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Capability-based software engineering performance


Paul Bannerman and Mark Staples



This presentation reports the progress results of a research project with Australian industry collaborators to provide a more encompassing yet flexible way of improving the performance of software developing organizations than is possible using current software process improvement (SPI) approaches. The project was driven, in part, by companies seeking to build important capabilities that were not addressed by current solutions such as CMMI. It views software engineering as an integral part of a business venture rather than just as a technical activity.

The capability-based focus of the project is based on the view that performance is a function of the resources available to an organization to carry out its chosen activities. Performance is improved by building and exploiting the most appropriate set of capabilities for its purposes.

It presents a framework of the software organization as a collection of technical, relational and delivery capabilities required for successful software development and delivery. In this view, capabilities are more than processes; they are a composite of the knowledge, skills, routines, processes, technologies and values that organizations need to successfully conduct their activities. Some of these capabilities will be common to most organizations but others will be distinctive and, therefore, sources of performance-enhancing value.

The project aims to develop tools and techniques to identify the specific set of capabilities relevant to a particular organization, and determine their value as potential/differentiators (unlike SPI approaches, which typically prescribe a generic set of processes); measure capability and performance levels for ongoing monitoring (unlike SPI approaches such as CMMI which typically measure only once); and make improvements in targeted capability areas (which is difficult to do without ongoing monitoring). The framework enables technical capabilities to be positioned in a context of higher level resources that can be measured at an organizational level (unlike most SPI approaches which only target low level technical processes).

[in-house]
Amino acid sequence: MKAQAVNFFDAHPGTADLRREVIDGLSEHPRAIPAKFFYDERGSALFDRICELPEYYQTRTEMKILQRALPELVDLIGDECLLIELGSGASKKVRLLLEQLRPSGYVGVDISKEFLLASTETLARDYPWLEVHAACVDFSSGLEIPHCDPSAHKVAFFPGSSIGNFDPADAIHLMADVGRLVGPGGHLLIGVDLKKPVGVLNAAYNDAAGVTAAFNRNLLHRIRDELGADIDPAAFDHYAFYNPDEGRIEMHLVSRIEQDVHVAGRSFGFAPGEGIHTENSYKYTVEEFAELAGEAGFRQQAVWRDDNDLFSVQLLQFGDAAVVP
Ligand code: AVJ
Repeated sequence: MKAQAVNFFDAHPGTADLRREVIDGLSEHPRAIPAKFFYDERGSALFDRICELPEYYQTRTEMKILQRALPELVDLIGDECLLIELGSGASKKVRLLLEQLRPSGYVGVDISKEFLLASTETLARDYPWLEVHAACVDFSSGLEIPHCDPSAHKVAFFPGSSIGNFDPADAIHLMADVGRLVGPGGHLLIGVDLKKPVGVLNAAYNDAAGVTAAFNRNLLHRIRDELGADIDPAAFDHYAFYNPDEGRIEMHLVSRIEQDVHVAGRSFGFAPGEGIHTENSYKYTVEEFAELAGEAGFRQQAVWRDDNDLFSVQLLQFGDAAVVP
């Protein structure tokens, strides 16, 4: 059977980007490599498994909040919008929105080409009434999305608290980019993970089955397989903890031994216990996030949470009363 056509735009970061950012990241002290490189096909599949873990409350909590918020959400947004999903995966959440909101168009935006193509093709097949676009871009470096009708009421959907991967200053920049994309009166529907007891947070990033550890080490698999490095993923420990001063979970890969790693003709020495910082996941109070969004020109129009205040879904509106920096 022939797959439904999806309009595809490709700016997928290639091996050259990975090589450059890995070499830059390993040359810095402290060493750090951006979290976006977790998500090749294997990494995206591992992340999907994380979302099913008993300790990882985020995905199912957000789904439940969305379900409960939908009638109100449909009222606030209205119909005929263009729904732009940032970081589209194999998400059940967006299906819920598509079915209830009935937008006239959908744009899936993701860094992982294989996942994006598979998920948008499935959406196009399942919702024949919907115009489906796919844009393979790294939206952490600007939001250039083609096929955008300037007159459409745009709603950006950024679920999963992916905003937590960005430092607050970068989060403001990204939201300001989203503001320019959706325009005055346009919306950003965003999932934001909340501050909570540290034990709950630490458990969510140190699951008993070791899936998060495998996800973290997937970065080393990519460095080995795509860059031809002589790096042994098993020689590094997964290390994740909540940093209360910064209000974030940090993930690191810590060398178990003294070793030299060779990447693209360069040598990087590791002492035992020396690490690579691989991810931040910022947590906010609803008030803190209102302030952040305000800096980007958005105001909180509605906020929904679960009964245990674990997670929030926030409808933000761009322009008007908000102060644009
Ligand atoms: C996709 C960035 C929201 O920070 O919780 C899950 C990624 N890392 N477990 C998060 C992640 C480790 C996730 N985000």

BibTeX Entry

    booktitle        = {Software Engineering Process Group (SEPG)},
    author           = {Bannerman, Paul and Staples, Mark},
    month            = aug,
    note             = {Software Engineering Process Group (SEPG)},
    year             = {2007},
    title            = {Capability-based Software Engineering Performance},
    address          = {Gold Coast, Australia}


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